Springfield Planets Trail

Date: 
Wednesday, March 20, 2024 - 12:00am to Wednesday, May 1, 2024 - 12:00am

On April 8, 2024, tens of millions of Americans will share one of the universe’s most spectacular events: a total eclipse of the sun by the moon. While all 50 states will experience a partial eclipse, only the 115-mile-wide path of totality will see the moon completely block the sun.

To celebrate this special occasion, our partner Dr. Dan Fleisch, Professor Emeritus in the Department of Physics at Wittenberg University, created Springfield Planet Walk for our community. This scale model of the Solar System is constructed on a scale of approximately 1.5 billion to one. On this scale, the 865,000-mile diameter of the Sun is reduced to 3 feet, and the planets range in size from 3.5 inches for Jupiter down to 1.6 millimeters for Pluto. The 93 million-mile distance from the Sun to the Earth (called one Astronomical Unit) is reduced to 322 feet, so the terrestrial planets (Mercury, Venus, Earth, and Mars) all fit inside The Steemer or within the Football Stadium. To get to the outer planets of our Solar System, you’ll have to travel a bit farther. As shown on this map, you can find Jupiter at Weaver Observatory on Wittenberg campus, Saturn at the Springfield Museum of Art, Uranus at the Clark County Main Library, and Neptune (as well as the dwarf planet Pluto) at the Westcott House. In round numbers, the walking distance from the Sun is about 500 feet for the inner solar system, 1700 feet to Jupiter, half a mile to Saturn, a bit over one mile to Uranus, and two miles to Neptune and Pluto.

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About Dr. Dan Fleisch:  Dan Fleisch is Professor Emeritus in the Department of Physics at Wittenberg University, where he specializes in electromagnetics and space physics.  He is the author of the internationally best-selling book A Student’s Guide to Maxwell’s Equations, published by Cambridge University Press in January 2008 and translated into Japanese, Korean, Italian, and Chinese.  Dr. Fleisch is also the author of A Student’s Guide to Vectors and Tensors, published by Cambridge Press in 2011, co-author of A Student’s Guide to the Mathematics of Astronomy, published in 2013, and A Student’s Guide to Waves, published in 2015, and author of A Student's Guide to the Schrödinger Equation, published in 2020, and A Student's Guide to Laplace Transforms, published in 2022.  Dr. Fleisch is also the co-author with the late Prof. John Kraus of The Ohio State University of the McGraw-Hill textbook Electromagnetics with Applications.  Prof. Fleisch was named Series Editor for the Student's Guide Series at Cambridge University Press in 2018. Prof. Fleisch has published technical articles in the IEEE Transactions, The Journal of Atmospheric and Terrestrial Physics, and Microwave Journal, and has presented more than a dozen professional papers on topics related to high-speed microwave instrumentation and radar cross-section measurement. He has been a regular contributor of science commentary to PBS station WYSO of Yellow Springs, and in 2006 he appeared in the documentary "The Dayton Codebreakers" shown on Public Television. In 2009 he was the first U.S. citizen to receive an Arthur Award from Stuart McLean of the Canadian Broadcasting Corporation. Prof. Fleisch was named Outstanding Faculty Member at the Wittenberg Greek scholarship awards in 2000, and in 2002 he won the Omicron Delta Kappa award for Excellence in Teaching.  In 2003 and 2005 he was recognized for Faculty Excellence and Innovation by the Southwestern Ohio Council for Higher Education (SOCHE), and in 2004 he received Wittenberg’s Distinguished Teaching Award, the university’s highest faculty award. In November of 2010 Prof. Fleisch was named the Ohio Professor of the Year by the Carnegie Foundation and the Council for the Advancement and Support of Education, and in August of 2013 Prof. Fleisch was named one of the Top 25 Science, Technology, Engineering, and Mathematics (STEM) Professors in Ohio. In 2022, Prof. Fleisch was selected to serve as the Grand Canyon Astronomer in Residence for six weeks.  During his Residency, Prof. Fleisch gave 21 presentations on different astronomical topics, each followed by an observing session consisting of a night-sky tour as well as electronically assisted telescopic observing.  Through his presentations, observing sessions, and other activities, Prof. Fleisch reached over 3,000 Park visitors during his Residency.  Prof. Fleisch was invited back to the Grand Canyon in August of 2023 to hold a series of daytime solar observing sessions and evening presentations; during this 2.5-week visit he reached over 4,000 Park visitors. In 2023, the International Astronomical Union (IAU) honored Prof. Fleisch’s teaching, writing, and outreach efforts by naming a main-belt asteroid (17037) Danfleisch. Prof. Fleisch received his B.S. in Physics from Georgetown University in 1974 and his M.S. and Ph.D. in Space Physics and Astronomy from Rice University in 1976 and 1980, respectively.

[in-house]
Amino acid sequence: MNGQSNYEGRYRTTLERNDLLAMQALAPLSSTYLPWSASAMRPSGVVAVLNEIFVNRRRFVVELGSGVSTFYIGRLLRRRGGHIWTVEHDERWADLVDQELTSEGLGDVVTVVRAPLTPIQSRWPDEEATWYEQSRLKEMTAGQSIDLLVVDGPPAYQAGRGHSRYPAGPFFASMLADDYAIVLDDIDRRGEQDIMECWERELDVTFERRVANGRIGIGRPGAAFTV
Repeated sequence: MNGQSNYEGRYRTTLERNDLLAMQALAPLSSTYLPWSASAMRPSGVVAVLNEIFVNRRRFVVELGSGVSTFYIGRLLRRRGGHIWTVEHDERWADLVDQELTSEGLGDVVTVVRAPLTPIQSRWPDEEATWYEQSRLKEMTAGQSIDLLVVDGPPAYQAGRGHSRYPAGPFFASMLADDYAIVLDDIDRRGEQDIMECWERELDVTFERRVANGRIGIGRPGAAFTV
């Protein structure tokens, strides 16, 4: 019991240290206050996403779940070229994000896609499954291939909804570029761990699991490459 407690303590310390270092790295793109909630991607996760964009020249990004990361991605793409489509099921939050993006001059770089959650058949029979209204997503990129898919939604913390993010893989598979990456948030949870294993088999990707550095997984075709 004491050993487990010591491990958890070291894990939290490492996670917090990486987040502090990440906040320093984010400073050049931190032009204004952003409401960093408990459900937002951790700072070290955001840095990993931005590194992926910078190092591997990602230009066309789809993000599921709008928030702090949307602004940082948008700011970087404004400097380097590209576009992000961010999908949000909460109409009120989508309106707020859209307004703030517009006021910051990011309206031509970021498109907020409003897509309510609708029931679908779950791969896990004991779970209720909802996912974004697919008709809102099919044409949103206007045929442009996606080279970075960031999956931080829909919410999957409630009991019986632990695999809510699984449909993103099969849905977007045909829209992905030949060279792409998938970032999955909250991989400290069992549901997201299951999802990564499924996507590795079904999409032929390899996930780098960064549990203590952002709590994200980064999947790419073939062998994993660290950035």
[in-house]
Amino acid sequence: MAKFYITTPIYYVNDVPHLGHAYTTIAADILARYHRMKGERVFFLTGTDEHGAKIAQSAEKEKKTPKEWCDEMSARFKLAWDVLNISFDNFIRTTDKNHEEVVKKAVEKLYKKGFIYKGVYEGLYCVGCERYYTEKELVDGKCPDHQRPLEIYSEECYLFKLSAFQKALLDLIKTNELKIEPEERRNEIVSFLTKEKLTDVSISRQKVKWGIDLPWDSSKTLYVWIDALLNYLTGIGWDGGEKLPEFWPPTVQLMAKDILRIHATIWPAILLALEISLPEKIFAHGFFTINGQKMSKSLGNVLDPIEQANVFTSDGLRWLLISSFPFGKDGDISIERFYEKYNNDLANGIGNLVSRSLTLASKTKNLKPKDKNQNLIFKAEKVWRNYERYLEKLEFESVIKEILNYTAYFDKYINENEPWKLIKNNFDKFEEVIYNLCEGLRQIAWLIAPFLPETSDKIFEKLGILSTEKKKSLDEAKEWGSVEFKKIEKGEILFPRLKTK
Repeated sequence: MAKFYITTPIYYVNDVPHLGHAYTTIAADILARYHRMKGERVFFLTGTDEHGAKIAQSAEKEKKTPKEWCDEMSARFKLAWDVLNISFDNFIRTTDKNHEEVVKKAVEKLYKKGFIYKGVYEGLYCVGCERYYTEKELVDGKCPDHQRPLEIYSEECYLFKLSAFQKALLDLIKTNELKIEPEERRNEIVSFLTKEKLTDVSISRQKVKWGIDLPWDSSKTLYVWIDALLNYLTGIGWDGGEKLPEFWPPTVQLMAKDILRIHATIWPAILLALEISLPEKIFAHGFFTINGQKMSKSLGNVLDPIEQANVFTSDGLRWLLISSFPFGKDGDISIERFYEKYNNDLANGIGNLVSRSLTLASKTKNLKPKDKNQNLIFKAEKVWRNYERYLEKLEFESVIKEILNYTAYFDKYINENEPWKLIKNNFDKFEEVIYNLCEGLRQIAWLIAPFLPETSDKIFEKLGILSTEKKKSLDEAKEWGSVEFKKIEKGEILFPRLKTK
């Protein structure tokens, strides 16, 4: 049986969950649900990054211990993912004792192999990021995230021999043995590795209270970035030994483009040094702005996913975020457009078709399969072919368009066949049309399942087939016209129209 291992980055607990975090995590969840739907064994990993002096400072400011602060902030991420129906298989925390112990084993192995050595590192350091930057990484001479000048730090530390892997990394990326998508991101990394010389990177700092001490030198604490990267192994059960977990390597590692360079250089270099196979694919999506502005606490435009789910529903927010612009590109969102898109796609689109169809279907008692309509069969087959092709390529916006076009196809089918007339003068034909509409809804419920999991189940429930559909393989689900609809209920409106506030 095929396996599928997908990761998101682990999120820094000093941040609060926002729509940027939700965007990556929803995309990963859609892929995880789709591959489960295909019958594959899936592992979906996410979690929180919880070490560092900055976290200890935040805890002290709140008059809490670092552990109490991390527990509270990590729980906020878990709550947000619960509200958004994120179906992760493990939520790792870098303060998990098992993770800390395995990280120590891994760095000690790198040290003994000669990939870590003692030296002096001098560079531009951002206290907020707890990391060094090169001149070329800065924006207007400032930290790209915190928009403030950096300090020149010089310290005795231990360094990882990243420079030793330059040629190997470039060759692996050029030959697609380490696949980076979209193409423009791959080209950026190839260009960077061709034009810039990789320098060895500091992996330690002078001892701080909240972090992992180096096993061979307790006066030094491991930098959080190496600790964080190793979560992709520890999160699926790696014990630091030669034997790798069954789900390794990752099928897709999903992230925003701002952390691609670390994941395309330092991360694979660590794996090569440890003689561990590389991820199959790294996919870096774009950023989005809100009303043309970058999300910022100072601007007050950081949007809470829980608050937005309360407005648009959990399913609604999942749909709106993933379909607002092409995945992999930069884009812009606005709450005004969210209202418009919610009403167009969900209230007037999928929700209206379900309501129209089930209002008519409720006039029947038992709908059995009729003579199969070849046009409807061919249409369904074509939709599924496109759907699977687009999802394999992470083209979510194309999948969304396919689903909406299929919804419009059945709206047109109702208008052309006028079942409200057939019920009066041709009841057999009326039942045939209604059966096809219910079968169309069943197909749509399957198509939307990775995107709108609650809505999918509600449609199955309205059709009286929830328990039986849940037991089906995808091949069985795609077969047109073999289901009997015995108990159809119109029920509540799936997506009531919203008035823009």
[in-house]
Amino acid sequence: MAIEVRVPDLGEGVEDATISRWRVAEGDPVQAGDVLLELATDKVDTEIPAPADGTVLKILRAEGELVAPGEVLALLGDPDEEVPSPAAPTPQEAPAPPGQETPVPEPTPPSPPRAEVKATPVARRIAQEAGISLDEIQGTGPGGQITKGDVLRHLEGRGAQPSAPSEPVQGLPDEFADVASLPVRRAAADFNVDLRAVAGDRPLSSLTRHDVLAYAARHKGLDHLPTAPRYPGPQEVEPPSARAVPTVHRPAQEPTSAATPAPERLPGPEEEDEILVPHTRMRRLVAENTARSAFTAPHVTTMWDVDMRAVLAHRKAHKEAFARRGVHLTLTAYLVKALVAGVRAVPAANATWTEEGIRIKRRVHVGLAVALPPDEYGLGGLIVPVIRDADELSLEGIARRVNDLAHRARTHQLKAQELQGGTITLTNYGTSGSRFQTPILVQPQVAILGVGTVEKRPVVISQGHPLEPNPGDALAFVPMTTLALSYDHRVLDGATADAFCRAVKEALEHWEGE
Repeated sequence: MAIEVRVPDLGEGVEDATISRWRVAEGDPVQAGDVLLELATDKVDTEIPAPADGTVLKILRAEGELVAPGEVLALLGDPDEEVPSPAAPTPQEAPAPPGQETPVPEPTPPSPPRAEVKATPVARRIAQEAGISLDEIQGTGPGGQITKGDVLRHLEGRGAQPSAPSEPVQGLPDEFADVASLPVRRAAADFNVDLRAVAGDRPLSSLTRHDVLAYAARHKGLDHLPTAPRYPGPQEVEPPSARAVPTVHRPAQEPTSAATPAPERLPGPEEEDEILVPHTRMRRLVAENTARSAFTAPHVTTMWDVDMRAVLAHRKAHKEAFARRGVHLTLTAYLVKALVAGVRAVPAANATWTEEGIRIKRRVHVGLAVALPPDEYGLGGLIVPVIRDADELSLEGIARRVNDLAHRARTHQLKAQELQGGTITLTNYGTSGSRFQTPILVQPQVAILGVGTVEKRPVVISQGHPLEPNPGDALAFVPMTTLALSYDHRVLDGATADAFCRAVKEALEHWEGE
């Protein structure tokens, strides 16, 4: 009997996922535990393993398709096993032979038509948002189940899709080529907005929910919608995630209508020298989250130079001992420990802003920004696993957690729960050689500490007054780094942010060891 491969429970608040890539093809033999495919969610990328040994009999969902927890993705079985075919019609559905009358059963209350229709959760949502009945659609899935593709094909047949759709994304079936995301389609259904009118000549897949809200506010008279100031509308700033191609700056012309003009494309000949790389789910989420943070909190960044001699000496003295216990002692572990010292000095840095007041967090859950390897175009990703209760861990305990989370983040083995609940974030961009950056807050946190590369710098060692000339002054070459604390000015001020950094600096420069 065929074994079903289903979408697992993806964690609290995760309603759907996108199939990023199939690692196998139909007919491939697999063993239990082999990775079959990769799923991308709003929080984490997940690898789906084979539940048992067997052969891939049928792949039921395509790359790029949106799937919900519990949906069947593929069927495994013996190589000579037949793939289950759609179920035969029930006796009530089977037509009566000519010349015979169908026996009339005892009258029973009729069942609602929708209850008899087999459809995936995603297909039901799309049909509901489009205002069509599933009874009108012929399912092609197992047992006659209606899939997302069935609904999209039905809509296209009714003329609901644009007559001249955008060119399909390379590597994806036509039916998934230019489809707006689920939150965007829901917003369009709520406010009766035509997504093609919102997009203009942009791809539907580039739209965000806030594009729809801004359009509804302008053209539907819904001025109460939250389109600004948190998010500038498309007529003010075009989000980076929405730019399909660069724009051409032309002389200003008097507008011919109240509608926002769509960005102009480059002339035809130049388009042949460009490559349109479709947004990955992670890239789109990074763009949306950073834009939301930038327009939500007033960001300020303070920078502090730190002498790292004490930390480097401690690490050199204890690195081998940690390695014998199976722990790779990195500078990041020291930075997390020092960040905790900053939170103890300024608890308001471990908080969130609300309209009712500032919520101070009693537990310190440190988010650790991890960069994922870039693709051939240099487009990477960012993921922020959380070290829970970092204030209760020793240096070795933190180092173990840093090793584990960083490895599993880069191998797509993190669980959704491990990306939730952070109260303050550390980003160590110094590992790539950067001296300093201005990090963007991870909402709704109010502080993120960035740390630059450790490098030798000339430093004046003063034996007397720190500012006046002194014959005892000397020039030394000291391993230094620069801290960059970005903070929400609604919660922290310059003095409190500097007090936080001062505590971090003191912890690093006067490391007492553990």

GET READY TO CELEBRATE THE TOTAL SOLAR ECLIPSE! Click on the images below to view the limited edition products created for this occasion. Proceeds directly support the Westcott House!

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HOSTING FAMILY IN TOWN FOR THE SOLAR ECLIPSE? Consider our tours as a great activity for your guests - we will offer guided tours on the weekend, the day of the solar eclipse, and the days following the eclipse. Advanced reservations strongly encouraged as we expect to sell out! Follow this link to check out our tour schedule.

 

Questions? Email info@westcotthouse.org.

Our Total Solar Eclipse activities are supported by the Simons Foundation and the Association of Science and Technology Centers.